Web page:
The year 2016 has marked a turning point for compliance in France in the private sector as well as in the public sector given that new obligations were imposed on them by the laws n°2016-483 of 20 April 2016 on ethics, rights and obligations of public officials and n°2016-1691 of 9 December 2016 on transparency, fight against corruption and modernization of economic life (known as the Sapin II law).
The Ministry of the Armed Forces has quickly become an example in this area. Indeed, it has since defined a triple objective policy – to prevent situations of exposure for its agents, to protect itself from accusations that would tarnish its image and to promote a culture of ethics that accompanies its transformation – implemented through five types of actions – the transition of military personnel in the private sector via the Commission of ethics of military personnel, the declaration obligations, the network of ethics referents, the procedure for collecting whistleblower reports and the system for preventing corruption and breaches of probity[i].
Concretely, in 2017[ii] and 2018[iii], the Ministry of the Armed Forces set up an ethics and whistleblowing system, which is an organization dedicated to ethics and whistleblowing built mainly around “ethics and whistleblowing referents”[iv]. Their missions are particularly to raise awareness of ethical issues among the Ministry’s authorities, to provide training for the Ministry’s executives and to help decision-makers concerning conflicts of interest[v].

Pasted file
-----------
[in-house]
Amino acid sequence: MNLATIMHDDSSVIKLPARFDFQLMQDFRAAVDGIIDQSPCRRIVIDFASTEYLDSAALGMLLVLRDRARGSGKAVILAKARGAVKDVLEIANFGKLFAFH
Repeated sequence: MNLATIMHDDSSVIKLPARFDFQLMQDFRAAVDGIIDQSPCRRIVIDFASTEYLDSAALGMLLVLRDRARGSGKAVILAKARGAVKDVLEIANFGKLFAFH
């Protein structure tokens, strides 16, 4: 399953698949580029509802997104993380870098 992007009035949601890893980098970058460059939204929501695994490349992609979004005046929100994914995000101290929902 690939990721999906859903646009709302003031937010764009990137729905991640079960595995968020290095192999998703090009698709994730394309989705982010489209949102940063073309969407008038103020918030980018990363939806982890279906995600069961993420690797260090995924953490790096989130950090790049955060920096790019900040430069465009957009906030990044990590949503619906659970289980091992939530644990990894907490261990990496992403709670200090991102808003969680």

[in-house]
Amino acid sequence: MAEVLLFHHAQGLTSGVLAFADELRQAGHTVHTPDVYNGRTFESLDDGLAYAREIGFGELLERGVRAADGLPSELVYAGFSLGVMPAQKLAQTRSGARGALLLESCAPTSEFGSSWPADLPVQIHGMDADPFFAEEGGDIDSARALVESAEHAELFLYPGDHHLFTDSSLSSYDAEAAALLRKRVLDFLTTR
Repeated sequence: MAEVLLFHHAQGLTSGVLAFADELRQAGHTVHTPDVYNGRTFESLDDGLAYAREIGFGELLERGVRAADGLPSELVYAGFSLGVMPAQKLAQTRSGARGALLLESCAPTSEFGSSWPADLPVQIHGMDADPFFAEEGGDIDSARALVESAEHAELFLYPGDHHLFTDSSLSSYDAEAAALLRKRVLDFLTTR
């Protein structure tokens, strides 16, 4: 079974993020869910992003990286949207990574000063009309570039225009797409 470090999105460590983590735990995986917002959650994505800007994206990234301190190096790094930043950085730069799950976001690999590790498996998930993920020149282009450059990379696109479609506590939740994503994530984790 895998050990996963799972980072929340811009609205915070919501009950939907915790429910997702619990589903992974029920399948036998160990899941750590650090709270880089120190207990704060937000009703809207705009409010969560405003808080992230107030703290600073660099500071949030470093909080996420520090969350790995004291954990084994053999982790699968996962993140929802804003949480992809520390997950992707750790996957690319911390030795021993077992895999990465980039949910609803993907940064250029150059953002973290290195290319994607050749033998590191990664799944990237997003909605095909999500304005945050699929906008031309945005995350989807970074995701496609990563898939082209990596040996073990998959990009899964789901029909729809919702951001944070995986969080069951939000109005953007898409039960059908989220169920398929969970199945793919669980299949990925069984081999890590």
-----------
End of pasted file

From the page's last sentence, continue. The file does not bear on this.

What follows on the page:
At the end of 2020, wishing to take another step towards a compliant administration, the Ministry of the Armed Forces published a Code of Conduct in line with the objective of the Sapin II law to prevent and detect corruption in its various meanings (active and passive corruption, influence peddling, concussion, illegal taking of interest, etc.) and conflicts of interest[vi].
This code, which has been drawn up on the basis of a risks mapping of breaches of probity by the “ethics and whistleblowing ministerial referent”, applies to all agents of the Ministry of the Armed Forces and of the public establishments under its supervision, and particularly to the agents involved in the prevention and detection of risks[vii].
The first part recalls the breaches of probity provided for in the criminal code and the notion of conflicts of interest, the second part explains how to adopt a “deontological attitude” and benefit from the development of probity culture, the third part details the way in which it is necessary to reinforce vigilance on the main activities at risk (public contracts, accounting, human resources), and finally, the fourth part lists the interlocutors who can be contacted for information or advice, to report forbidden behavior, or to secure a departure for the private sector[viii].
This code therefore demonstrates a clear commitment by the Ministry of the Armed Forces to the prevention of corruption and, more broadly, to compliance requirements. While it is true that many ministries have already set up ethics referents (for example, Interior, Culture, Foreign Affairs[ix]) and that a “network of ethics referents” has even been launched on September 16, 2019[x], the fact remains that the Ministry of the Armed Forces is the first to adopt such a fundamental text[xi].
In the hope that the Ministry of the Armed Forces will serve as model for the rest of the Ministries and more generally for all public administrations, this anti-corruption initiative can only be commended.